The Future of The Future of Money

image from the series Macro Economics by Kevin Dooley

As the director and editor of The Future of Money, my intention when conducting and editing the interviews was to get people passionate. I always try to look for the transcendent and ecstatic moments in interviews, because I believe in the power of the sublime to compel people’s attention and manifest action.

Given the context of the event at SIBOS, we made decisions which were motivated by the larger meta-narrative flow of the innotribe keynote presentations. With Venessa’s presentation coming as the last in a series of five, we knew the audience would have already been bombarded by quite a lot of rhetoric. Following Peter Hinssen’s provocations that bankers are basically dinosaurs, John Hagel’s measured and critical observations about the declining return on assets in American businesses, Nova Spivack’s enthusiasm about the new “now” and Stephen Ellis waving around an iPod and an iPad like magic wands, The Future of Money was a memetic bomb; an explosion of declarations about a parallel world of value which played in counterpoint to the more practical observations put forth by the other speakers. My heart raced as the honest and idealistic innards of our interview subjects were exposed to a largely unresponsive audience. It was exhilarating and terrifying at once, and perhaps the strangest premiere one of my videos has ever had, or ever will have.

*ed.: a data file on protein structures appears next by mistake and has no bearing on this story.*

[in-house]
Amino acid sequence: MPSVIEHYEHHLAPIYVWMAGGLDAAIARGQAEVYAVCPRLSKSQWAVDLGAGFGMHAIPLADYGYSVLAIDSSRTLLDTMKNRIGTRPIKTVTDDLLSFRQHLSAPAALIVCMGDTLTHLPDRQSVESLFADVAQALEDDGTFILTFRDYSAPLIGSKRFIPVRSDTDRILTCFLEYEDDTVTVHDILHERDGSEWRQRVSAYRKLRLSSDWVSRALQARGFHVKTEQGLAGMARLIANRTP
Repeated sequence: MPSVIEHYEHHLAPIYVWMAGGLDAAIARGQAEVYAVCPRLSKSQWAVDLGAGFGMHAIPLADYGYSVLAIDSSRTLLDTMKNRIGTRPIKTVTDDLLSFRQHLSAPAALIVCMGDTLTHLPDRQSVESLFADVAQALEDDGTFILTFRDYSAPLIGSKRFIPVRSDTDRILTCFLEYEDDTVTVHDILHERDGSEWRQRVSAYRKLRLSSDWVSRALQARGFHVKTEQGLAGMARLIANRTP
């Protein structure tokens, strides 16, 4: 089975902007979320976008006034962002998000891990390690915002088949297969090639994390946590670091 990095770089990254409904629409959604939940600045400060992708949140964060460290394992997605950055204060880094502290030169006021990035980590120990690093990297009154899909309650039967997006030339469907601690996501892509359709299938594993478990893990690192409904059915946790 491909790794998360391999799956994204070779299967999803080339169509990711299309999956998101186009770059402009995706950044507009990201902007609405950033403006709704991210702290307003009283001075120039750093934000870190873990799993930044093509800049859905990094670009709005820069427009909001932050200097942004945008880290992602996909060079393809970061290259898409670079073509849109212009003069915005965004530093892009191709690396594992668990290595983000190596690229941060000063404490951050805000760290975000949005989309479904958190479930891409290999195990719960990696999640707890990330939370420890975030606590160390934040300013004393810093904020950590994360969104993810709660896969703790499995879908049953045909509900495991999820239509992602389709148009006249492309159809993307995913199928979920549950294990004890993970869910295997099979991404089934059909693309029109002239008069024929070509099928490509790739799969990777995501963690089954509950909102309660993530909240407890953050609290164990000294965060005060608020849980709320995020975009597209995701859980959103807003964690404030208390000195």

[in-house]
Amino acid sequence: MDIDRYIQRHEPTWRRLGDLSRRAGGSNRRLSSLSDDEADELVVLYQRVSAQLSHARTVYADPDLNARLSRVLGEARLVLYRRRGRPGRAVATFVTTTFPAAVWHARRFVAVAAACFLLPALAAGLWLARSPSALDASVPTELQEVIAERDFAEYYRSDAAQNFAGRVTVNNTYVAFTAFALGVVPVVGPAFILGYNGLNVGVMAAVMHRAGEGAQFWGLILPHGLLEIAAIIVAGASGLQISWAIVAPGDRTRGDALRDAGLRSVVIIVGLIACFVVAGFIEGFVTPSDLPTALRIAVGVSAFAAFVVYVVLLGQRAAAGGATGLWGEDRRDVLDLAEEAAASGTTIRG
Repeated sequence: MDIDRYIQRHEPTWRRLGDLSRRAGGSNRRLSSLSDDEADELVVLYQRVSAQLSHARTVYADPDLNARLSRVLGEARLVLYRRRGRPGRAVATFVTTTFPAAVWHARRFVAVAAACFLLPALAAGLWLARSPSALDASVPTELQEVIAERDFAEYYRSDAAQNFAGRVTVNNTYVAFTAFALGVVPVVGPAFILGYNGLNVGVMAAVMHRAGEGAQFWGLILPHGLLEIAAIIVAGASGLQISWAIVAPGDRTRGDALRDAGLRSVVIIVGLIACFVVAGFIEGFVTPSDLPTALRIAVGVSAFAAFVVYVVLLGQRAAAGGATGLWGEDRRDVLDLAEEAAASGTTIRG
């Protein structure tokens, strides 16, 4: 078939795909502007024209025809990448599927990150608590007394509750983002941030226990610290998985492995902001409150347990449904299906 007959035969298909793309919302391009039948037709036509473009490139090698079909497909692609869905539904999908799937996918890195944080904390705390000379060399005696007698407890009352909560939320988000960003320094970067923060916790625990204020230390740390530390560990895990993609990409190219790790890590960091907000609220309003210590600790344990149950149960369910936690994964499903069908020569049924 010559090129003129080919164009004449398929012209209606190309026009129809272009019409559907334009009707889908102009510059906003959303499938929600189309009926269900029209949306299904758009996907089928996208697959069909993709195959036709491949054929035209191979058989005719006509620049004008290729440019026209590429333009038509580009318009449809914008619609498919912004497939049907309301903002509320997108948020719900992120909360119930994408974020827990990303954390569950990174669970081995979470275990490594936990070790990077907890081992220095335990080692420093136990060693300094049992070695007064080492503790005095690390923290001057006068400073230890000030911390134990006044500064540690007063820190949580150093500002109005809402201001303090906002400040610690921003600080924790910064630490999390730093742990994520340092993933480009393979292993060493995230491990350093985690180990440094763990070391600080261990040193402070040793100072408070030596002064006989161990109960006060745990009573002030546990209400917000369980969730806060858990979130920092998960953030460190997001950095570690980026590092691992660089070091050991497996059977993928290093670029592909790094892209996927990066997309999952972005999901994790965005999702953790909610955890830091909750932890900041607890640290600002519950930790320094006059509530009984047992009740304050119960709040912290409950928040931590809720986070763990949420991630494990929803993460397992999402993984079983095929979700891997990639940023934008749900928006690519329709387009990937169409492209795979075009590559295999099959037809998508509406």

As for a goal regarding the video’s impact at SIBOS, I went into it feeling that if even one person in the audience watched our video and experienced any degree of a kind of “aha” moment, we’d have succeeded in some small but meaningful way. I didn’t go to Amsterdam with high expectations that bankers would react warmly and vocally to our video. I accompanied Venessa to Amsterdam to see how far we could go with a radical message in a conservative environment. I was suspending disbelief, if you will.